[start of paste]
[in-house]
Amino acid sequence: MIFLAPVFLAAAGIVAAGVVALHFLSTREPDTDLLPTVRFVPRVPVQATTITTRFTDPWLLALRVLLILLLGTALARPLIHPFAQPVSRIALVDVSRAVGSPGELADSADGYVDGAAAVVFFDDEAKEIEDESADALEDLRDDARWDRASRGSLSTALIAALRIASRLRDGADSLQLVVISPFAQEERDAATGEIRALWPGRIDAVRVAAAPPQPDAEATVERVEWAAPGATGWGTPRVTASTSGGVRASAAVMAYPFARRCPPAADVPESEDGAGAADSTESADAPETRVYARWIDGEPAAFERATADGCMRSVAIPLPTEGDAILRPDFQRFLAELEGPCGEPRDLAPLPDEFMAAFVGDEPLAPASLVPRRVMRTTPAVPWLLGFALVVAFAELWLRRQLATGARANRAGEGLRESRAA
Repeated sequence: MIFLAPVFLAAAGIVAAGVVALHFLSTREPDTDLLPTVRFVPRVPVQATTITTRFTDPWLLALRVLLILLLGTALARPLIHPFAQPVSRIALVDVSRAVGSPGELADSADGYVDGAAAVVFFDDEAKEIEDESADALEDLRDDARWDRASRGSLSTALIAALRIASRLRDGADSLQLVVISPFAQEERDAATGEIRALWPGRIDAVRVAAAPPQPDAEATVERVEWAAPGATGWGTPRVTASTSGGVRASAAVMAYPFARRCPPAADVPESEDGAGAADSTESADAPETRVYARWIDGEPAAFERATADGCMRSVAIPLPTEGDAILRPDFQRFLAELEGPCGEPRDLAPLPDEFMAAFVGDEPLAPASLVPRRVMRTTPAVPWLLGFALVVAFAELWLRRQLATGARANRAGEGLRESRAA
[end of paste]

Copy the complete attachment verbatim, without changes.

[in-house]
Amino acid sequence: MIFLAPVFLAAAGIVAAGVVALHFLSTREPDTDLLPTVRFVPRVPVQATTITTRFTDPWLLALRVLLILLLGTALARPLIHPFAQPVSRIALVDVSRAVGSPGELADSADGYVDGAAAVVFFDDEAKEIEDESADALEDLRDDARWDRASRGSLSTALIAALRIASRLRDGADSLQLVVISPFAQEERDAATGEIRALWPGRIDAVRVAAAPPQPDAEATVERVEWAAPGATGWGTPRVTASTSGGVRASAAVMAYPFARRCPPAADVPESEDGAGAADSTESADAPETRVYARWIDGEPAAFERATADGCMRSVAIPLPTEGDAILRPDFQRFLAELEGPCGEPRDLAPLPDEFMAAFVGDEPLAPASLVPRRVMRTTPAVPWLLGFALVVAFAELWLRRQLATGARANRAGEGLRESRAA
Repeated sequence: MIFLAPVFLAAAGIVAAGVVALHFLSTREPDTDLLPTVRFVPRVPVQATTITTRFTDPWLLALRVLLILLLGTALARPLIHPFAQPVSRIALVDVSRAVGSPGELADSADGYVDGAAAVVFFDDEAKEIEDESADALEDLRDDARWDRASRGSLSTALIAALRIASRLRDGADSLQLVVISPFAQEERDAATGEIRALWPGRIDAVRVAAAPPQPDAEATVERVEWAAPGATGWGTPRVTASTSGGVRASAAVMAYPFARRCPPAADVPESEDGAGAADSTESADAPETRVYARWIDGEPAAFERATADGCMRSVAIPLPTEGDAILRPDFQRFLAELEGPCGEPRDLAPLPDEFMAAFVGDEPLAPASLVPRRVMRTTPAVPWLLGFALVVAFAELWLRRQLATGARANRAGEGLRESRAA